I looked next at my pressing.  As I mentioned above, I press carefully and don’t slide or stretch the fabric.  However, I noticed on one of the blocks that was off that I had created the slightest crease along the seam line of the block.  That wrinkle was enough to pull the block out of square.  I needed to check my pressing to make sure the seams were lying perfectly flat.

In some of the reading I did, I also found that many quilters actually don’t sew a pefect 1/4″.  They sew a scant 1/4″ to allow for the thread or two that the width of the seam takes up.  So, I adjusted my process to take a thread less than 1/4″ while sewing.  Much better, but still not perfect.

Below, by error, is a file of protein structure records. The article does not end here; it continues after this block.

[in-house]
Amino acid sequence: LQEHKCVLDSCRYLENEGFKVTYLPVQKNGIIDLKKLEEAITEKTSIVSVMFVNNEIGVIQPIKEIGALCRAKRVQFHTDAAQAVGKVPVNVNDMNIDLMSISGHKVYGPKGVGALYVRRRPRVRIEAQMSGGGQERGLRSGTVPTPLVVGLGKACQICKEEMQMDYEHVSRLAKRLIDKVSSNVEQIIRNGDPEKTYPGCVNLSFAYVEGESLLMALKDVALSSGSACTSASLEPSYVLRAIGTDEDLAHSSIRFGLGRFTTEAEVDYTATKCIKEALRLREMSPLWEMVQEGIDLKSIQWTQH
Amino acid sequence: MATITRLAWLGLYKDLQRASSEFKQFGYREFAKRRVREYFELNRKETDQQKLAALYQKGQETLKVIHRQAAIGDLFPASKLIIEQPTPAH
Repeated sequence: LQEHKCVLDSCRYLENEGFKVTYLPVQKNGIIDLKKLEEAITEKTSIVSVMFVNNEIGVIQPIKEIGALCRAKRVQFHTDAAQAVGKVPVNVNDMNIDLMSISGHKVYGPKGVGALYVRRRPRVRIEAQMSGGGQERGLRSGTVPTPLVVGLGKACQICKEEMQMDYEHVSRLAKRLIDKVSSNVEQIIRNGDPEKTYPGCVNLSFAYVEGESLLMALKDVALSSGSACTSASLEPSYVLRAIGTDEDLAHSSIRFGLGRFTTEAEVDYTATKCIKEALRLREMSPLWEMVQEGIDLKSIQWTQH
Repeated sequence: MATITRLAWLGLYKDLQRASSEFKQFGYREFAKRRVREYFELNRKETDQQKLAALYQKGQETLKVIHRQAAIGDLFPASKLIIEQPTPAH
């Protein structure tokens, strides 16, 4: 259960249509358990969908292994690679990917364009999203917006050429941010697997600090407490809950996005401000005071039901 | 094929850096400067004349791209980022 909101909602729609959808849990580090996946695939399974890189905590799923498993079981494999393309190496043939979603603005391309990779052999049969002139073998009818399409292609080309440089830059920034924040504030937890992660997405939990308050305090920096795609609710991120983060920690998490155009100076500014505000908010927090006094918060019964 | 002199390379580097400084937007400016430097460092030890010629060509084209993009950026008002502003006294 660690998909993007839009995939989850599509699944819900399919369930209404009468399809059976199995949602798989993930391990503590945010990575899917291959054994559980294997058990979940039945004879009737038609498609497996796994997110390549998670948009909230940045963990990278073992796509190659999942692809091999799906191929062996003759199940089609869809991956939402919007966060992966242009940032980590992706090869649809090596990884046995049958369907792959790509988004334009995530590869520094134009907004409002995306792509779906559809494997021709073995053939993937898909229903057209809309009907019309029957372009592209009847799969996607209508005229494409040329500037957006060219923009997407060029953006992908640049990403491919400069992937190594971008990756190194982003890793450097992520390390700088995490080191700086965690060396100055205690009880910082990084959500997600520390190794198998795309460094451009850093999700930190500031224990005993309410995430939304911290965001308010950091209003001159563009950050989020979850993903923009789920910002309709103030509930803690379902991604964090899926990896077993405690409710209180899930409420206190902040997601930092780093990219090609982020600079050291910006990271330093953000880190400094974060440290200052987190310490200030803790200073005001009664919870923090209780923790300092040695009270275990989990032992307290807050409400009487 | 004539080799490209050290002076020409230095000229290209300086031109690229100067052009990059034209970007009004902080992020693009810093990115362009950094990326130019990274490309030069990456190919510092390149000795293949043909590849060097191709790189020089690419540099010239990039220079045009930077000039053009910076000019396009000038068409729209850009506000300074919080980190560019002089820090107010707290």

Mystified, I decided to mark my rulers and templates with colored tape to ensure I was actually cutting the proper dimensions of the blocks.  I re-checked the plastic templates I had made with gridded template plastic to ensure they were the right size.  And, guess what I found? 

First, the grid on the template plastic measured slightly less than the 1/4″ it was meant to be.  Now, over one or two squares, this isn’t a big deal, but with each additional square, it compounded until it was between 1/16″ and 1/8″ off.  That’s a big deal when you’re talking about half- and quarter-square triangles.  I hadn’t measured that carefully because I assumed the quarter-inch mark was accurate.